The South Asia Channel
By Peter Bergen "Taliban Now Winning" declared Monday’s headline in the Wall Street Journal based on its interview with Gen Stanley McChrystal. But the headline was a classic case of a editor hyping the substance of a story, which the reporters of the story themselves had already applied a little touch of their own gilding ...
By Peter Bergen
"Taliban Now Winning" declared Monday’s headline in the Wall Street Journal based on its interview with Gen Stanley McChrystal. But the headline was a classic case of a editor hyping the substance of a story, which the reporters of the story themselves had already applied a little touch of their own gilding to when they characterized General McChrystal’s position in their interview to be that the Taliban now had the "upper hand."
In fact, when the WSJ reporters actually came to quote him, General McChrystal said rather more innocuously of the Taliban, "It’s a very aggressive enemy right now… We’ve got to stop their momentum, stop their initiative. It’s hard work."
McChrystal added that the Taliban were moving beyond their strongholds in southern Afghanistan to threaten formerly stable areas in the north and west. But that’s a lot different than saying either that the Taliban is "winning" or has the "upper hand." (Would the pre-Murdoch WSJ have headlined the piece in this hyped-up manner? Just asking.)
McChrystal’s views about the Taliban were more accurately captured by a USA Today article that appeared on the same day as the WSJ article in which he said "I wouldn’t say we are winning or losing or stalemated… What I would say at this particular point is that the insurgency has a certain amount of initiative and momentum that we are working to stop and, in fact, reverse."
That doesn’t sound much like the Taliban are "winning" or gaining the "upper hand" either.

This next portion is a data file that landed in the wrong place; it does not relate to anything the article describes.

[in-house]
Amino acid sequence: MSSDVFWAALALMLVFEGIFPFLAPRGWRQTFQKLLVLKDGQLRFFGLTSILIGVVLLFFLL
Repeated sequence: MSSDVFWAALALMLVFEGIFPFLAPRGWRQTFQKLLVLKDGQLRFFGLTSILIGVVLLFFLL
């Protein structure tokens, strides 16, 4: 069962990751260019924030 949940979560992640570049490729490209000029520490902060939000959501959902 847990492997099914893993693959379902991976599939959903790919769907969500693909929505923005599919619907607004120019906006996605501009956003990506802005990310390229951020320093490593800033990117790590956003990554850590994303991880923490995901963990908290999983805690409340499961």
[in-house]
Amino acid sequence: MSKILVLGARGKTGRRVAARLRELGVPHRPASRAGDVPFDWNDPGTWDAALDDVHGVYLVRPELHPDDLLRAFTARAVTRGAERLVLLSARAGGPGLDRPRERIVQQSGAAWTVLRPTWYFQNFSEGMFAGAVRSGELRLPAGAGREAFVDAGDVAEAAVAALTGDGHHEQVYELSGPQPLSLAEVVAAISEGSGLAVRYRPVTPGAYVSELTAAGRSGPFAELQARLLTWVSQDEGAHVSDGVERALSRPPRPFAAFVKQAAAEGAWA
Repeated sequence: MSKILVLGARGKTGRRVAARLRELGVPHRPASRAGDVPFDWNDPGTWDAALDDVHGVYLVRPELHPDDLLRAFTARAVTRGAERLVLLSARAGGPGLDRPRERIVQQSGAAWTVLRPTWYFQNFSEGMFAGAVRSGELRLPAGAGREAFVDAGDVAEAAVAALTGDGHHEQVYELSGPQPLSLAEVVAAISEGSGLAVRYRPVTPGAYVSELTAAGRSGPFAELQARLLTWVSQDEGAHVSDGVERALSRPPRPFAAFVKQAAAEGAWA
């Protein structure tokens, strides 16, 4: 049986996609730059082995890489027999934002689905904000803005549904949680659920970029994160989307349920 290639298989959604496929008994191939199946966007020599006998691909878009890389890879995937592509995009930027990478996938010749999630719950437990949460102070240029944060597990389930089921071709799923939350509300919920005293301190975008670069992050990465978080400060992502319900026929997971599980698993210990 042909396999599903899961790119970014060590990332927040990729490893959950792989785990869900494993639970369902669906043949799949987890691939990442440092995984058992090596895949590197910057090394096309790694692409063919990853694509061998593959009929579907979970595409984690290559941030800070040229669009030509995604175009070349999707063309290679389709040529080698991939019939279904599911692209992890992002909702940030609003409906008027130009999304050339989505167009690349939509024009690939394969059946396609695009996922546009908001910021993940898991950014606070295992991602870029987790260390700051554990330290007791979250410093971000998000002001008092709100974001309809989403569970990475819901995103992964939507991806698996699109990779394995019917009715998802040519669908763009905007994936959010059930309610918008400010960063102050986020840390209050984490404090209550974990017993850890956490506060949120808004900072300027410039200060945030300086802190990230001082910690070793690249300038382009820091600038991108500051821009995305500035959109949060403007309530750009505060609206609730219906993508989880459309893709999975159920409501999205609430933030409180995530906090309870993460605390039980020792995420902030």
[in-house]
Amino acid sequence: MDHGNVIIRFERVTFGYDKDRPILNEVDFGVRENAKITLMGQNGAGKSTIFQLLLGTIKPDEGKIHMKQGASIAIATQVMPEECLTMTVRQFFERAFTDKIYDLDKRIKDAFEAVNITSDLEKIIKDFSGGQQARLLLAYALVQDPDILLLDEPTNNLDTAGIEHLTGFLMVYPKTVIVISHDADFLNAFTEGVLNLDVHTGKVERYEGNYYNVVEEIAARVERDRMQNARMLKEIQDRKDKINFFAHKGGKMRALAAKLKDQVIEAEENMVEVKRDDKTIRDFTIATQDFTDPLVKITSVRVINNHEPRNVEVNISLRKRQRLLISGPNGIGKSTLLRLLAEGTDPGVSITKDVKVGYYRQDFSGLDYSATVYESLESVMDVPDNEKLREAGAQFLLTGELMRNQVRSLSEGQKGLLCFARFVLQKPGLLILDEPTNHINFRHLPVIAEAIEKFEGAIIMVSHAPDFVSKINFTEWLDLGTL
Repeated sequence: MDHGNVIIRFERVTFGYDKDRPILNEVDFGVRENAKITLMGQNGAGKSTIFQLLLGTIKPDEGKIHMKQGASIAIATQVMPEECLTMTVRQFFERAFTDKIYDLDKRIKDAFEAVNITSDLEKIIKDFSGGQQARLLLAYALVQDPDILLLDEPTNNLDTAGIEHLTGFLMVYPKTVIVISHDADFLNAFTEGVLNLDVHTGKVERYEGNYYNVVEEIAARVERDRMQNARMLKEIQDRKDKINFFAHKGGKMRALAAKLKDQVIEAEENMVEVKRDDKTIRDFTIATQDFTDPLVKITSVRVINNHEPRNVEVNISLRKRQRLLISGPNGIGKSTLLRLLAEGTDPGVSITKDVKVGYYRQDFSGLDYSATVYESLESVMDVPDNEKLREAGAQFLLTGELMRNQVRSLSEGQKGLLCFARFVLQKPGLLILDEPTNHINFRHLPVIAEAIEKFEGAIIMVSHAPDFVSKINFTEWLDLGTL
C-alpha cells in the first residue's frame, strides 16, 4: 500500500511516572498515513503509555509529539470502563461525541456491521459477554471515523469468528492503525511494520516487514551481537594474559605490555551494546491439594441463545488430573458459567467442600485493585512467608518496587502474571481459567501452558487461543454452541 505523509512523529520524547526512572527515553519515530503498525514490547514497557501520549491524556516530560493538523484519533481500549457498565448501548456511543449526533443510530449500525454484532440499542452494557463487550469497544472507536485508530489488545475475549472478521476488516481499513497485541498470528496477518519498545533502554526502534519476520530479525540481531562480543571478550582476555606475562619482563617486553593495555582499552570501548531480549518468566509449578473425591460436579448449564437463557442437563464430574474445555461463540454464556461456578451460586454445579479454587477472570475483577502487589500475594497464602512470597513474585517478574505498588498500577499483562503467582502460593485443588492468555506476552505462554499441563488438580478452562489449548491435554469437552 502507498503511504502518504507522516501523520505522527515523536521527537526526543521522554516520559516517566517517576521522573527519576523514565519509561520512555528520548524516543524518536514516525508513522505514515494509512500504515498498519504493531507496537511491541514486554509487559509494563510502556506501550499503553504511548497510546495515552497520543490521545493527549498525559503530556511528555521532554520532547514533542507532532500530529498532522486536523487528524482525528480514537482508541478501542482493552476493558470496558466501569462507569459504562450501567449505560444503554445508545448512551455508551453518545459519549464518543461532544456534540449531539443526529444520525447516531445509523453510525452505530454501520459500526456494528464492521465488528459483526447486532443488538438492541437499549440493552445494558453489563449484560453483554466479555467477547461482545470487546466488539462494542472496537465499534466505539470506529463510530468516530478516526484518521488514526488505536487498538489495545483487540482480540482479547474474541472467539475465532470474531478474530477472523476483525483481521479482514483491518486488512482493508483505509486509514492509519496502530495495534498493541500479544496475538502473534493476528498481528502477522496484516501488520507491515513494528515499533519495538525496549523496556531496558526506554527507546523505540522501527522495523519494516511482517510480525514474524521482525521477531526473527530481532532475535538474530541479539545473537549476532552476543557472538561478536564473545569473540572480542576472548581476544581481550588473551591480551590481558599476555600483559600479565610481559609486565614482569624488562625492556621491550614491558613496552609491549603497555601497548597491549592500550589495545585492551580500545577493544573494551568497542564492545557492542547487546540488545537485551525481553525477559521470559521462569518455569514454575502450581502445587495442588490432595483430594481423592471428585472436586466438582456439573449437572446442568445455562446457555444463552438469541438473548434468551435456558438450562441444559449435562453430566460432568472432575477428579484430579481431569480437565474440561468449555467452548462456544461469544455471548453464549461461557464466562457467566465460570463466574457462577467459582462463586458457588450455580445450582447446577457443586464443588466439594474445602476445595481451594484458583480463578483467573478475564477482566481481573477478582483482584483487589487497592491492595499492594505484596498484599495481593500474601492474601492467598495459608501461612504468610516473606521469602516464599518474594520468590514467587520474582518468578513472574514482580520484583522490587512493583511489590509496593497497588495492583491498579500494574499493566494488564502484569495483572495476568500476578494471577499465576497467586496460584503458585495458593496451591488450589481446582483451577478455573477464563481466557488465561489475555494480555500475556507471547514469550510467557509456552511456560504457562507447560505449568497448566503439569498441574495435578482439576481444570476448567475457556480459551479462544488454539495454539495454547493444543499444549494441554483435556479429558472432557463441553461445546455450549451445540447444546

Aside from the obvious implausibility of an American four-star general theater commander in the middle of a war saying that the enemy is "winning" in an on-the-record interview with a major U.S. newspaper — short of the Taliban appearing en masse at the gates of Kabul — there is another problem with this concept, which is that the Taliban are not winning or anything close to it.
According to BBC/ABC polling (24 pp, pdf) only 7 percent of Afghans have a favorable view of the movement of religious warriors whom many of them had to live under. There is nothing like actually living under Taliban rule to have a healthy skepticism about their promises of a 7th century utopia here on earth.
Sure, it may be that the Taliban aren’t losing, which for any insurgent group is part of a strategy to win so as to wait out the domestic political clocks in the U.S. and other NATO countries. (A new national poll indicates that support among Americans for the war in Afghanistan has hit a new low: Fifty-four percent say they oppose the war in a CNN poll released last Thursday.)
But it’s worth recalling that the Taliban are a rather small force of up to perhaps 20,000 fighters that hasn’t been able to hold on to towns in the more than seven years they have been fighting, let alone take cities. There will never be a Taliban Tet Offensive or anything remotely close to it. The Taliban are not winning, nor are they enjoying the upper hand.
The movement of religious warriors will try to show the black flag of jihad around the August 20th election. My bet is that it will not be much of an impressive effort.
Peter Bergen is a senior fellow at the New America Foundation and the author of The Osama bin Laden I Know.